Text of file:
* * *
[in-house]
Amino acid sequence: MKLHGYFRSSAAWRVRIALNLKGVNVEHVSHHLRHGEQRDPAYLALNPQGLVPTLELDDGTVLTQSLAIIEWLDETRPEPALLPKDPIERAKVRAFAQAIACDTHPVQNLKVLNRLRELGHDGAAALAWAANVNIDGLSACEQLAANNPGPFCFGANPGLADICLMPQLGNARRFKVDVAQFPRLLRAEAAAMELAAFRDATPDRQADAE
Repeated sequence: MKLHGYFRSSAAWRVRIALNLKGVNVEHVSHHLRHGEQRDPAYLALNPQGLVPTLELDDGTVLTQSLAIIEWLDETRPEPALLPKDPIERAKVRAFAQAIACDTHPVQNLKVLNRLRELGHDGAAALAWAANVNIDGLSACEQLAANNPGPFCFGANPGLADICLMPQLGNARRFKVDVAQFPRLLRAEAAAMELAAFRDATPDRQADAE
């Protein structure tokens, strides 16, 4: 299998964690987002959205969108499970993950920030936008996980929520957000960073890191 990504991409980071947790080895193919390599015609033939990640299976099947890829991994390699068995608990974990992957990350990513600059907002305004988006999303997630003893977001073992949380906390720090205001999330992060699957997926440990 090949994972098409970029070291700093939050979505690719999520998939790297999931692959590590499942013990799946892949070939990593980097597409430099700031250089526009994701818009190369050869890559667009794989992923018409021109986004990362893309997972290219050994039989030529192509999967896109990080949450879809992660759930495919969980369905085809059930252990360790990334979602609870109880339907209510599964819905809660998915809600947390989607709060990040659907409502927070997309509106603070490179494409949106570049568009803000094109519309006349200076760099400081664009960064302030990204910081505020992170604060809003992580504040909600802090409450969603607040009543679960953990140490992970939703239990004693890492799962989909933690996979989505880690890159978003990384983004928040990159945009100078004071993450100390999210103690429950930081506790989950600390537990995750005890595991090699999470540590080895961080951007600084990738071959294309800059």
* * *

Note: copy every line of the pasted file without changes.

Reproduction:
[in-house]
Amino acid sequence: MKLHGYFRSSAAWRVRIALNLKGVNVEHVSHHLRHGEQRDPAYLALNPQGLVPTLELDDGTVLTQSLAIIEWLDETRPEPALLPKDPIERAKVRAFAQAIACDTHPVQNLKVLNRLRELGHDGAAALAWAANVNIDGLSACEQLAANNPGPFCFGANPGLADICLMPQLGNARRFKVDVAQFPRLLRAEAAAMELAAFRDATPDRQADAE
Repeated sequence: MKLHGYFRSSAAWRVRIALNLKGVNVEHVSHHLRHGEQRDPAYLALNPQGLVPTLELDDGTVLTQSLAIIEWLDETRPEPALLPKDPIERAKVRAFAQAIACDTHPVQNLKVLNRLRELGHDGAAALAWAANVNIDGLSACEQLAANNPGPFCFGANPGLADICLMPQLGNARRFKVDVAQFPRLLRAEAAAMELAAFRDATPDRQADAE
């Protein structure tokens, strides 16, 4: 299998964690987002959205969108499970993950920030936008996980929520957000960073890191 990504991409980071947790080895193919390599015609033939990640299976099947890829991994390699068995608990974990992957990350990513600059907002305004988006999303997630003893977001073992949380906390720090205001999330992060699957997926440990 090949994972098409970029070291700093939050979505690719999520998939790297999931692959590590499942013990799946892949070939990593980097597409430099700031250089526009994701818009190369050869890559667009794989992923018409021109986004990362893309997972290219050994039989030529192509999967896109990080949450879809992660759930495919969980369905085809059930252990360790990334979602609870109880339907209510599964819905809660998915809600947390989607709060990040659907409502927070997309509106603070490179494409949106570049568009803000094109519309006349200076760099400081664009960064302030990204910081505020992170604060809003992580504040909600802090409450969603607040009543679960953990140490992970939703239990004693890492799962989909933690996979989505880690890159978003990384983004928040990159945009100078004071993450100390999210103690429950930081506790989950600390537990995750005890595991090699999470540590080895961080951007600084990738071959294309800059």